We don’t know yet who
terrorized Times Square on Saturday. But a flurry of plots aimed at U.S. targets is a stark reminder that al Qaeda still badly wants to attack the United States.
It is far too soon to make any judgments about the car bomb that was placed in Times Square Saturday night. It is also too soon to dismiss or accept the Pakistani Taliban’s posted claim of credit for the car bomb—which said the attempted attack was in retaliation for the recent killing of two al Qaeda leaders in Iraq.
From previous experience investigating terrorist attacks (since 1977), I know you need to let the investigation proceed before making any assessment of who may have been responsible for this attempted act of violence. The NYPD and FBI investigators on the scene are the best we have.
What is clear is that al Qaeda has still got the Big Apple in its gun sights.
That said, we ought to take a look at another plot that was foiled last year to attack the Big Apple for some insights into how our most deadly enemy, al Qaeda, is plotting against us. Last month, Zarein Ahmedzay joined Najibullah Zazi in pleading guilty to a plan to blow themselves up last September—on the eighth anniversary of the 9/11 attacks—on New York subway trains as they passed through Times Square and Grand Central Station at rush hour.
Their guilty pleas reveal that they were working for al Qaeda. Ahmedzay and Zazi are Afghan Americans who went to Peshwar, Pakistan, in August 2008 to join the Taliban and fight the NATO army in their homeland. The Taliban introduced them to two senior al Qaeda officials, who encouraged them to go back to America to carry out terror and not waste themselves in Afghanistan. After bomb training in Waziristan, they agreed.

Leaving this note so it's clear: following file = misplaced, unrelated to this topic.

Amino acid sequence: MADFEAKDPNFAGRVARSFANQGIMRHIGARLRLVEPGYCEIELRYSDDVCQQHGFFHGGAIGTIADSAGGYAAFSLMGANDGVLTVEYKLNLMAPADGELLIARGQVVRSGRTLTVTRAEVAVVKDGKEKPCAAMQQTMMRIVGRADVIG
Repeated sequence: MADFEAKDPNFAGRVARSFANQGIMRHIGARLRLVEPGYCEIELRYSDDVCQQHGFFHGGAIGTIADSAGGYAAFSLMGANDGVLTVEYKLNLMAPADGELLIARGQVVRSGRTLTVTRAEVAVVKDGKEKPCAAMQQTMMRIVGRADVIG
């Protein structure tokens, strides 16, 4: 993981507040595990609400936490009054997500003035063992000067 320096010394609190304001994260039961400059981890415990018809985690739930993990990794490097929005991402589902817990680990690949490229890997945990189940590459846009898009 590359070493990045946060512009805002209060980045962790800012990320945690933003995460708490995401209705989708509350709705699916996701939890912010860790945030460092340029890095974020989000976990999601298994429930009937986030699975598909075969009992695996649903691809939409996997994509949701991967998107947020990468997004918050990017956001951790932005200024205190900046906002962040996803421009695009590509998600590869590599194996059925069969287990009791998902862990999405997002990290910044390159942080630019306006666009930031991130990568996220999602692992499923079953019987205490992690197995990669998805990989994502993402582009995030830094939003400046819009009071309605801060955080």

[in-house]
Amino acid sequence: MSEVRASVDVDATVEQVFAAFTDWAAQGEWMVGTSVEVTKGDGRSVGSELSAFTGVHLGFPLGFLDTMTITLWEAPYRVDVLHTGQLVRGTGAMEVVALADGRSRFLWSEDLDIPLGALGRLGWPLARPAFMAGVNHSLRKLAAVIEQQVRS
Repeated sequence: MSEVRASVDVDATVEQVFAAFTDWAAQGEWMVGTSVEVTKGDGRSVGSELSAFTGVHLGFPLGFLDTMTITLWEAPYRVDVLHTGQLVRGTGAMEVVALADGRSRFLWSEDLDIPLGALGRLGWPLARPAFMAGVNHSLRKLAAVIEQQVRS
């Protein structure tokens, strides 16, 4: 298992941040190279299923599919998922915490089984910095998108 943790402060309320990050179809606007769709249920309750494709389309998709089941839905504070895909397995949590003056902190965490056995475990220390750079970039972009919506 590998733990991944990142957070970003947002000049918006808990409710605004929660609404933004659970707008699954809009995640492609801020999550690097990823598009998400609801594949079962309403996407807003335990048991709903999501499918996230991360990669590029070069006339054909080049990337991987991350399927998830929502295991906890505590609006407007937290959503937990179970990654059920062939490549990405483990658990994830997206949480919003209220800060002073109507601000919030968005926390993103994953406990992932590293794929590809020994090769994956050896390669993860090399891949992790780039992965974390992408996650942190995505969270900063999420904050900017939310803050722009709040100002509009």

The senior al Qaeda officials they met with included Rashid Rauf, a British citizen of Pakistani parents born in Birmingham, England. Rauf was the central player in the 2006 al Qaeda plot to blow up simultaneously between seven and 10 jumbo jets en route from the U.K. to Canada and the U.S. on the fifth anniversary of 9/11. The potential suicide bombers have since been convicted in London and we have seen some of their martyrdom videos played at their trials. Their explosives have been tested and we know they would have worked.
Rauf was arrested in Pakistan for the plot; he was the go-between moving back and forth from London to Pakistan to coordinate the attack with al Qaeda’s senior leadership. Rauf escaped from prison in 2007, almost certainly with the help of insiders in the Pakistan intelligence service. He was believed to have been killed in a drone attack in 2008, but British officials told me last week they are not certain of his death.
A third individual is still under indictment in the subway plot and we may learn more if he pleads guilty or goes to trial. What is clear is that al Qaeda has still got the Big Apple in its gun sights. Whether they had anything to do with Saturday’s car bomb or not, we know they are determined to strike inside America again. It is also clear from the Zazi plot and others uncovered in the last six months that al Qaeda has asked all of its allies in the global Islamic jihad, like the Taliban and Lashkar e Tayyiba, and its franchises around the Muslim world, including the one in Yemen, to help it find killers and press the war on America.
Bruce Riedel is a senior fellow in the Saban Center at the Brookings Institution. At the president’s request, he chaired the strategic review of policy toward Afghanistan and Pakistan in 2009. His book, The Search for Al Qaeda: Its Leadership, Ideology and Future, came out in paperback in March with a new postscript.